Harambe showed no aggression just protection to the young boy. If he had wanted to kill the boy what was Harambe waiting for. Why was this an instant death warrant.
Once again if the zoo can’t protect the animals in this circumstance then that right should be revoked. It is all well and good for those that run and work in the zoo to be sad, but if protocols were in place this would have been avoided. The zoo without a doubt bears most of the negligence but somehow we know they will not be punished. Harambe’s life will just be remembered as a tragedy. A good solution would be to place a sign at the front of the zoo ENTER AT YOUR OWN RISK. That way if anything goes wrong the animals wont suffer for a stupid human decision.
White Pointer Shark Drowned
Case 4: Falcon Beach W.A. 31 May, 2016
About 20 surfers had been sitting in the water waiting for a wave, when a shark struck a little before 4pm. The man who was 29 years of age had his leg bitten off above the knee and his board broken in two during the attack. Two surfers with long boards paddled out to bring the injured man into shore. He had excessive blood loss and was no longer conscious when he reached the beach. CPR was performed by several people relentlessly until the ambulance arrived. He was placed in an induced coma by doctors once at the hospital. The man dined several days later.
The next morning drum lines were placed in the area by the government, to catch a white pointer suspected of causing the attack. Fisherman had sighted a 3.2 white pointer in the vicinity the morning of the attack. Later that day a 4.2 mtr white pointer was caught on the drum lines. It died and was towed out to sea and discarded. Authorities could not confirm this was the shark in question. The experts examining the bite marks on the man’s surfboard, only confirmed after the shark was caught that it was indeed a white pointer that was involved in the attack, but couldn’t determine the size.
Points to ponder: The fisherman, on the morning of the attack, reported the sighting to authorities that the white pointer(3.2mtr) they saw, was 1 km off shore. When the authorities put out the report they did so, with an incorrect distance of 1.8km which according to their guidelines doesn’t warrant any further action. People had already failed that surfer before the attack even took place. If the correct information had been given the beach would have been closed.
Everyone including surfers know the risk when they take to the water. Dawn and dusk have been historically proven to be the worse time of day for shark attacks. There had also been a lot of bait fish around earlier, which attracts sharks. Going into the ocean especially as far off shore as surfers seems to go is a known risk. This is the natural environment of sharks. Unlike humans sharks cannot survive outside water. Humans inhabit land and sharks inhabit the oceans. We have a choice and they don’t, it is as simple as that. We mostly go into the ocean for recreational purposes, so it is clearly a choice.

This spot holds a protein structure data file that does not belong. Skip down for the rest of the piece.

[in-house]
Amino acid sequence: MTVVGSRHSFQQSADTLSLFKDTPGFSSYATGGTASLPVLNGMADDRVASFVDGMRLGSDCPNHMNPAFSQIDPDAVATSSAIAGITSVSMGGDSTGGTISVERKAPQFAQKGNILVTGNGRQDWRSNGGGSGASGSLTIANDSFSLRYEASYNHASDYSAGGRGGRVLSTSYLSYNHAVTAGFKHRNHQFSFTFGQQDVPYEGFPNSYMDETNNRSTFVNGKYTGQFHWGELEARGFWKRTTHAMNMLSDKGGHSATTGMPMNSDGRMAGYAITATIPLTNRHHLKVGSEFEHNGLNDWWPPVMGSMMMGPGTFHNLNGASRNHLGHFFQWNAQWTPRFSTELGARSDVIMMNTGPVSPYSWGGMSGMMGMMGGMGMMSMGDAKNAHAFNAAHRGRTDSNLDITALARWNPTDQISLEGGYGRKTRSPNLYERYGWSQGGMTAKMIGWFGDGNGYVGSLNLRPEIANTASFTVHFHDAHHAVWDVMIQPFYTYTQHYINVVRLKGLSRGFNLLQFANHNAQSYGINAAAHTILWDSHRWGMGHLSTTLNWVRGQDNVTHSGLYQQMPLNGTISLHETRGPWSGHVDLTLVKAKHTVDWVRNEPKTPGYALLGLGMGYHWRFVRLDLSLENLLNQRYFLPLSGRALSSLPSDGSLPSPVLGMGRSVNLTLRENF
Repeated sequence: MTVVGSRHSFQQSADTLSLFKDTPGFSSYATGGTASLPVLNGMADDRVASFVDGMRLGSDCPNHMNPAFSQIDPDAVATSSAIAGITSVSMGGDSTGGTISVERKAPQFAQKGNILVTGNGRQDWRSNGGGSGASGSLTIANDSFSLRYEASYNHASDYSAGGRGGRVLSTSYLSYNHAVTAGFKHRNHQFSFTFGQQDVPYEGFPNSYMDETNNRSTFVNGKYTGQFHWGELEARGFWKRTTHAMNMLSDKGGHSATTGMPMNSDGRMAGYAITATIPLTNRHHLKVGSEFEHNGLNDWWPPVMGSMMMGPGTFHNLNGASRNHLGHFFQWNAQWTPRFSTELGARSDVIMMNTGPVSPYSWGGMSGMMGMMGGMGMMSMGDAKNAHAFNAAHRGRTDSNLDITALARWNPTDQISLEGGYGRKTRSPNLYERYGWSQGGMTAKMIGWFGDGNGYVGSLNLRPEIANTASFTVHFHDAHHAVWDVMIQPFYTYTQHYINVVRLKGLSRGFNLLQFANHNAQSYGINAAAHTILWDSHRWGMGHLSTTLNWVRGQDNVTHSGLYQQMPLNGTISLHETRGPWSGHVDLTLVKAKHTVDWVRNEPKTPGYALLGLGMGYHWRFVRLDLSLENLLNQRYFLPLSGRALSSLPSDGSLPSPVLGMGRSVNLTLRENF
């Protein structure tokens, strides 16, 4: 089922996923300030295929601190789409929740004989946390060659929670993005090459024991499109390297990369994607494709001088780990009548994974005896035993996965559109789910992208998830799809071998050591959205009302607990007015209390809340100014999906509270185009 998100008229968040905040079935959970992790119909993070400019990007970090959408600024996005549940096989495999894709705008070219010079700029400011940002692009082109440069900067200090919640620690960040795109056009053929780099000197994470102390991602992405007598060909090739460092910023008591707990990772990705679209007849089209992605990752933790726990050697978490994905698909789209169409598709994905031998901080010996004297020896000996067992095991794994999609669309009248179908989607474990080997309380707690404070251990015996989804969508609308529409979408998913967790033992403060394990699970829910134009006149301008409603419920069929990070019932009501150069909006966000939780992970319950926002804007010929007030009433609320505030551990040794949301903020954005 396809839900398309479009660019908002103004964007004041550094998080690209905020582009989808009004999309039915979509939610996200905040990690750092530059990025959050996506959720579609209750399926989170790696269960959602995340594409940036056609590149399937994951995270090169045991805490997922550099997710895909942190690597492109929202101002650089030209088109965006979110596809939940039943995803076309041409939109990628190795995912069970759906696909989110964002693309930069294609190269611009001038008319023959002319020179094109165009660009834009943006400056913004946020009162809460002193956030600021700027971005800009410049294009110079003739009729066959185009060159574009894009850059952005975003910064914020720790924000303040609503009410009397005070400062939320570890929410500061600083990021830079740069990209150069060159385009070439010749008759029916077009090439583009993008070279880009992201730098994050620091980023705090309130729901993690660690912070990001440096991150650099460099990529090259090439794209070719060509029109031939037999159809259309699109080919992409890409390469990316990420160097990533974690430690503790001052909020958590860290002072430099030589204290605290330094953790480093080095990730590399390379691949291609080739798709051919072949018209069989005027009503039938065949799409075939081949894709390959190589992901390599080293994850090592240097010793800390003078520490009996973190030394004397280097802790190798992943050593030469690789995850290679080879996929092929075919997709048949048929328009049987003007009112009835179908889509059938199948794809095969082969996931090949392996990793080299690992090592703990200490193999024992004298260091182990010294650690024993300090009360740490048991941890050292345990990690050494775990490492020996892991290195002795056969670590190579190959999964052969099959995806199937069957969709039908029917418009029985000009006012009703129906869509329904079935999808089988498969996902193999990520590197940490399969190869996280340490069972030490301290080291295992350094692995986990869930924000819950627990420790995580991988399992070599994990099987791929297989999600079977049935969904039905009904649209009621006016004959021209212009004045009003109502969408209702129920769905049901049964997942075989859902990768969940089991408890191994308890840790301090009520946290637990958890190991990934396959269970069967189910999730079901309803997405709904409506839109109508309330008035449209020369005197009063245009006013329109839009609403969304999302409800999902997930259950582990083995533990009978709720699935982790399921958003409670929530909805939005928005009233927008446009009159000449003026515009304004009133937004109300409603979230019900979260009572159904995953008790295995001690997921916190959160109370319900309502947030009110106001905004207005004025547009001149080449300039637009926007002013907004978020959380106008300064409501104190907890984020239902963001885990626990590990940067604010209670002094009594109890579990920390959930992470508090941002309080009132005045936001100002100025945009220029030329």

Sharks go about their normal business and occasionally our paths meet. When humans climb Mt Everest they know the risks, and accept them should it end their life. How are we going to kill a blizzard or avalanche, or altitude sickness. The same should be true for the perils of the ocean. We choose to climb Mt Everest, we choose to go in the ocean. Choice, choice, choice. What are the alternatives? Get a pool, travel in a boat, just sit on the beach like the rest of us. If you want to dive, surf etc then accept that that may be the price you pay. Stop trying to blame someone for your decisions and make it look right.
Killing a shark or any creature under these circumstances are not just barbaric but totally unreasonable. If a person is murdered, do we start killing anyone in sight until we hope to catch the real culprit.
How many innocent sharks do we kill in this process and will it save the next surfer? Of course not! We could kill 1,000 sharks and it still would not save the next swimmer. The difference between a shark attack and a murderer is that the shark is not evil or a rogue, it is just surviving. How can you blame any creature for doing that? It is usually the family of a deceased person or a survivor of a shark attack that is the first to say it is not the shark’s fault. The government is merely trying to look as though they are protecting the community, when they clearly know their actions are worthless. Animals don’t get a chance to voice their opinions. It is time we spoke the truth, and took responsibility for that truth!